However, the scale of change required to limit warming to 1.5°C is historically unprecedented and could only be achieved through “societal transformation” and ambitious emissions reduction measures. And even 1.5°C of warming – an unrealistic, best-case scenario – will lead to extreme temperatures in many regions and leave disadvantaged populations with food insecurity, lost incomes and livelihoods, and worse health.
In all of these scenarios, the worst affected are the least well-off members of society. Climate change threatens the full enjoyment of a wide range of rights. Rapid action and adaptation can mitigate much of this, but only if done in a way that protects people in poverty from the worst effects.
According to the World Bank, at 2 °C degrees of warming, 100-400 million more people could be at risk of hunger and 1-2 billion more people may no longer have adequate water.
Climate change could result in global crop yield losses of 30 percent by 2080, even with adaptation measures. Between 2030 and 2050, it is expected to cause approximately 250,000 additional deaths per year from malnutrition, malaria, diarrhea, and heat stress.
With people in poverty largely uninsured, climate change will exacerbate health shocks that already push 100 million into poverty every year.
People in poverty face a very real threat of losing their homes. By 2050, climate change could displace 140 million people in Sub-Saharan Africa, South Asia, and Latin America alone. Flooding and landslides can weaken already degraded infrastructure and housing—especially for people living in unplanned or unserviced settlements.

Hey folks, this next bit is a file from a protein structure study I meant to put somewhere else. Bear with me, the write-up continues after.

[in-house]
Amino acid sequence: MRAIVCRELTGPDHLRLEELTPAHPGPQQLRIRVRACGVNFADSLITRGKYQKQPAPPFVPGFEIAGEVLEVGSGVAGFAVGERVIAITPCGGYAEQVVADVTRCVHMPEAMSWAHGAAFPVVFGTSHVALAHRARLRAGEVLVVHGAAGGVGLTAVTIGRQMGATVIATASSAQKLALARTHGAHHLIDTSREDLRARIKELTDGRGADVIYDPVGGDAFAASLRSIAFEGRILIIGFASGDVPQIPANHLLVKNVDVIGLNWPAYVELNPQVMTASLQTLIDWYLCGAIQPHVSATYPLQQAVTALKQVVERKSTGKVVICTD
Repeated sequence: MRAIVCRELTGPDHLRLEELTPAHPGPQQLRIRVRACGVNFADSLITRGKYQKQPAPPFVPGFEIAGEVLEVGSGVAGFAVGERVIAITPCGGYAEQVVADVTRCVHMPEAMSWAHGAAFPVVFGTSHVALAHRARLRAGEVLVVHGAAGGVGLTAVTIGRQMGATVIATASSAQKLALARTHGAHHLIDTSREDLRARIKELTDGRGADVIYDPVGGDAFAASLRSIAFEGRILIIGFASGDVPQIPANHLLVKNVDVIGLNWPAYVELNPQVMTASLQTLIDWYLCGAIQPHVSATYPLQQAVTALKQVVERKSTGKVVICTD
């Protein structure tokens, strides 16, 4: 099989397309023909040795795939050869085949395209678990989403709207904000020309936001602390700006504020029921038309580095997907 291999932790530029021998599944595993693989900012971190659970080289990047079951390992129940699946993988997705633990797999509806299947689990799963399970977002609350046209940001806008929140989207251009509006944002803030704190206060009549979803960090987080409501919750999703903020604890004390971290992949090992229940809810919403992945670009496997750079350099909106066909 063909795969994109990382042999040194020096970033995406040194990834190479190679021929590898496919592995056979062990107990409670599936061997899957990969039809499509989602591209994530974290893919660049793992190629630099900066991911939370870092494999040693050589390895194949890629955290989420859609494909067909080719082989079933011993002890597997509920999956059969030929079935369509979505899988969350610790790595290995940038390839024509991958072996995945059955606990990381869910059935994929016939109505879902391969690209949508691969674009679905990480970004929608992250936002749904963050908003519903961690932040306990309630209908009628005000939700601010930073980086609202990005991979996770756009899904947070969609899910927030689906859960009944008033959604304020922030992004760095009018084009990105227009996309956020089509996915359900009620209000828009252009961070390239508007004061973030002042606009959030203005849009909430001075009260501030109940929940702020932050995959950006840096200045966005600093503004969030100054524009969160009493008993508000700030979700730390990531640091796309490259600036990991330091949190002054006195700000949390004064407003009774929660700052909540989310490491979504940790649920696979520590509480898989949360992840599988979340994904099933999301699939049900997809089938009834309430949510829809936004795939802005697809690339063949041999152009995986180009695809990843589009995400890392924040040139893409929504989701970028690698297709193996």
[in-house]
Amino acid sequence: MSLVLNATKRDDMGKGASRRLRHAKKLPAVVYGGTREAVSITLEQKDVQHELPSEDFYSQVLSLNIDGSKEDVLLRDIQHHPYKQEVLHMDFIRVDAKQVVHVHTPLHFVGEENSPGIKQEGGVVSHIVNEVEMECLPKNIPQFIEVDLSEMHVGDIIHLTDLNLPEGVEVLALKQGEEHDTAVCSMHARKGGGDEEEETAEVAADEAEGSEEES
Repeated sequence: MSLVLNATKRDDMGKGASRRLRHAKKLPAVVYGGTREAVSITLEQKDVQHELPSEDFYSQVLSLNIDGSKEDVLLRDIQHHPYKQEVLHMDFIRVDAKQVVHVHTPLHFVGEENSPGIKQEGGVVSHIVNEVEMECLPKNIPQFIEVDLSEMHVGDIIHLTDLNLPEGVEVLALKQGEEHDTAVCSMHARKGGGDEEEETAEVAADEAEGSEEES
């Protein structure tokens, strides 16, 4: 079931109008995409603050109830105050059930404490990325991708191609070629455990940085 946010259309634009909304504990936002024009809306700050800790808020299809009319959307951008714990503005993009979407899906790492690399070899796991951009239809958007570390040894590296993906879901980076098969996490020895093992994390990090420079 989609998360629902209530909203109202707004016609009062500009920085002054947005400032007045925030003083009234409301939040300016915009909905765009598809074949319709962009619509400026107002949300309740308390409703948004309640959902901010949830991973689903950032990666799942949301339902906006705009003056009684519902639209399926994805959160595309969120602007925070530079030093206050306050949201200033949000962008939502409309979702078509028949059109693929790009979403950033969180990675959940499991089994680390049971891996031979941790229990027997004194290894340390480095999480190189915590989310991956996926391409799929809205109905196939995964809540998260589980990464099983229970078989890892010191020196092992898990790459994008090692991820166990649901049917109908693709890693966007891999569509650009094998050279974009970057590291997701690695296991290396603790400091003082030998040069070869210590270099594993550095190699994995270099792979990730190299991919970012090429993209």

2017 saw 18.8 million people displaced due to disasters in 135 countries—almost twice the number displaced by conflict.
Since 2000, people in poor countries have died from disasters at rates seven times higher than in wealthy countries. In addition, authorities have a history of prioritizing wealthier areas for protection, further endangering people in poverty.
Climate change is, among other things, an unconscionable assault on the poor.
Climate change will exacerbate existing poverty and inequality. It will have the most severe impact in poor countries and regions, and the places poor people live and work. Developing countries will bear an estimated 75-80 percent of the costs of climate change.